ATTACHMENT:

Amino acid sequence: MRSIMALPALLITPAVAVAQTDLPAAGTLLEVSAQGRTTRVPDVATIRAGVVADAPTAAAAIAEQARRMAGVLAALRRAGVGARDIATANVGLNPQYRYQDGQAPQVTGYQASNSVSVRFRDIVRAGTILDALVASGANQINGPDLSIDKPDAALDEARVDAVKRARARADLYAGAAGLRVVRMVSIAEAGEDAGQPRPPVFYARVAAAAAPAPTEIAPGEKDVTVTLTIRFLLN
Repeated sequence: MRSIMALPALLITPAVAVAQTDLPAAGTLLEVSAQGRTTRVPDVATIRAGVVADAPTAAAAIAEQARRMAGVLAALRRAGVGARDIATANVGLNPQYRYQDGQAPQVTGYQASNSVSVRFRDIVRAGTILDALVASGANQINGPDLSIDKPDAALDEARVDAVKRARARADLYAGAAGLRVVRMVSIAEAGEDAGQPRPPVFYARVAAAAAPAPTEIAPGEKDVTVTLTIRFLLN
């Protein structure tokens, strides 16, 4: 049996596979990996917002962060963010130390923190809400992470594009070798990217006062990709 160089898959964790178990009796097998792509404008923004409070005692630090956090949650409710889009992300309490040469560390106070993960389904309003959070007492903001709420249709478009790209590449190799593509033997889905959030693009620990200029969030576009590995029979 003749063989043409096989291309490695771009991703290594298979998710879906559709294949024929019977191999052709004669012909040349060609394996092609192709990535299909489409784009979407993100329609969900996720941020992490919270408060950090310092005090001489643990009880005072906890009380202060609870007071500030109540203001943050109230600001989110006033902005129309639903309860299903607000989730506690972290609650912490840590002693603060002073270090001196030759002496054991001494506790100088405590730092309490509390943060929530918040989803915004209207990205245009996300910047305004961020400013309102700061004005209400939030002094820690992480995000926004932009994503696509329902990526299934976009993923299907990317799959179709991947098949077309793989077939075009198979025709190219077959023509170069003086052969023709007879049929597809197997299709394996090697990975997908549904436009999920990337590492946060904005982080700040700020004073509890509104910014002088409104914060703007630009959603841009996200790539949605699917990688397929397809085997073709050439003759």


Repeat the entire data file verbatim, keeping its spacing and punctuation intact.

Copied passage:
Amino acid sequence: MRSIMALPALLITPAVAVAQTDLPAAGTLLEVSAQGRTTRVPDVATIRAGVVADAPTAAAAIAEQARRMAGVLAALRRAGVGARDIATANVGLNPQYRYQDGQAPQVTGYQASNSVSVRFRDIVRAGTILDALVASGANQINGPDLSIDKPDAALDEARVDAVKRARARADLYAGAAGLRVVRMVSIAEAGEDAGQPRPPVFYARVAAAAAPAPTEIAPGEKDVTVTLTIRFLLN
Repeated sequence: MRSIMALPALLITPAVAVAQTDLPAAGTLLEVSAQGRTTRVPDVATIRAGVVADAPTAAAAIAEQARRMAGVLAALRRAGVGARDIATANVGLNPQYRYQDGQAPQVTGYQASNSVSVRFRDIVRAGTILDALVASGANQINGPDLSIDKPDAALDEARVDAVKRARARADLYAGAAGLRVVRMVSIAEAGEDAGQPRPPVFYARVAAAAAPAPTEIAPGEKDVTVTLTIRFLLN
């Protein structure tokens, strides 16, 4: 049996596979990996917002962060963010130390923190809400992470594009070798990217006062990709 160089898959964790178990009796097998792509404008923004409070005692630090956090949650409710889009992300309490040469560390106070993960389904309003959070007492903001709420249709478009790209590449190799593509033997889905959030693009620990200029969030576009590995029979 003749063989043409096989291309490695771009991703290594298979998710879906559709294949024929019977191999052709004669012909040349060609394996092609192709990535299909489409784009979407993100329609969900996720941020992490919270408060950090310092005090001489643990009880005072906890009380202060609870007071500030109540203001943050109230600001989110006033902005129309639903309860299903607000989730506690972290609650912490840590002693603060002073270090001196030759002496054991001494506790100088405590730092309490509390943060929530918040989803915004209207990205245009996300910047305004961020400013309102700061004005209400939030002094820690992480995000926004932009994503696509329902990526299934976009993923299907990317799959179709991947098949077309793989077939075009198979025709190219077959023509170069003086052969023709007879049929597809197997299709394996090697990975997908549904436009999920990337590492946060904005982080700040700020004073509890509104910014002088409104914060703007630009959603841009996200790539949605699917990688397929397809085997073709050439003759």